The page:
Jim Smalls: I think the one person who everybody one will agree is atop of the heap is Gabrielle Giffords. That was one of the reasons besides just losing the seat in -- that was one of the reasons democrats were very concerned about making sure she got reelected. She is seen as someone who could run for governor, run against Kyl, could down the line, she has some options open to her, she is young, she's able toll get elected multiple times in a Republican district, she's able to raise money, she has good contacts across the country, beyond that it starts to get thin, and Frankly a lot of democrats will put the blame squarely on the shoulders of Janet Napolitano for a couple reasons. One, she didn't budge when she was governor, and two, the people that who were in the state who were seen as potential candidates down the line, a lot of them went to D.C. with her to be in the Obama administration. So short Gabrielle Giffords, once you get past that name it becomes a guessing game, and you throw people -- people throw out names, what about this person, I don't know, how about this person?
Mike Sunnucks: I don't think any politicians build benches anymore. Obama's seat is gone. They lost that seat. And so I don't think people do that. McCain -- there's no machines anymore. It's just the nature of politics.
Dennis Welch: If you look at the Republicans side, have you a whole slate of people sit ought bench.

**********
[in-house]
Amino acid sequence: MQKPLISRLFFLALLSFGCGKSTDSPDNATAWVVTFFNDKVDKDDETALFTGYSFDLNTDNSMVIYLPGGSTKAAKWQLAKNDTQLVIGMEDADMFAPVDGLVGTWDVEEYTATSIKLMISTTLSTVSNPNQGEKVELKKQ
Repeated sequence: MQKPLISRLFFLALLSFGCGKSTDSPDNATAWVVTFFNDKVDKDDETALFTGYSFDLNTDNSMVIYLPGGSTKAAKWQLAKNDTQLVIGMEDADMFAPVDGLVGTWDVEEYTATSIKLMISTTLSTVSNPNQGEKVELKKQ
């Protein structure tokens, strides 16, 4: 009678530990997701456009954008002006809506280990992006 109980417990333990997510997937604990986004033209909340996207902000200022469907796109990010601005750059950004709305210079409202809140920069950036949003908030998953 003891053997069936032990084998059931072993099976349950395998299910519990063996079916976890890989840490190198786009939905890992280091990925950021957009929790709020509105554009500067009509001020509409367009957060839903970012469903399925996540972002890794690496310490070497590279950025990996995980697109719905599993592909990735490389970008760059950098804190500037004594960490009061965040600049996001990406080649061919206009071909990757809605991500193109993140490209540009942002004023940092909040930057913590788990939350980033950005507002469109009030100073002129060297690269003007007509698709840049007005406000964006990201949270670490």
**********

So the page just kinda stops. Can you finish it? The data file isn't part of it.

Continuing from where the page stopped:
Mike Sunnucks: Nobody --
Dennis Welch: whether it was built or not, you still have people like Ken Bennett, Tom Horne, Doug DUCY, people who could run for higher offices. They swept all the statewide races, and when you look at democrats, besides Gabrielle Giffordss, who Frankly probably wouldn't want to run against Kyl and risk her seat, she might run if it's an open seat, but other than that --
Mike Sunnucks: being from Tuscon, it's a challenge. Most people up here have no clue who she is. And this is where all the votes are. It would be a challenge for her. She would be -- it would be an uphill climb.
Ted Simons: It's the kind of thing where if the mood changes, and it changes, it changed between President Obama's election and obviously the mid term, if we go back and swing the pendulum in the other direction, do the democrats start coming out of the woodwork? Do we see a bench form? Is it just the tenor of the times we're not seeing democrats?
Jim Small: That could be part of it. They lost all the statewide races, they at least have had a couple for I it this last 20 years, they've had at least one statewide race they could say this, is our person waiting in the wings to move on. They don't have that anymore. Naturally that does lower -- limit the visibility of a lot of democrats who could be prominent candidates. And certainly if the tenor -- if the political climate changes, I think you'll start to see democrats, whether we think they're viable now or whether anyone thinks they're viable now or not, they will emerge and they'll start to run for office.
Ted Simons: OK, radical shift in gears here, Coyotes, Phoenix Coyotes, hockey team, in case anyone is familiar, out in Glendale, exciting team, fun to watch, but what's going on with the lease with Glendale, what's going on with team ownership?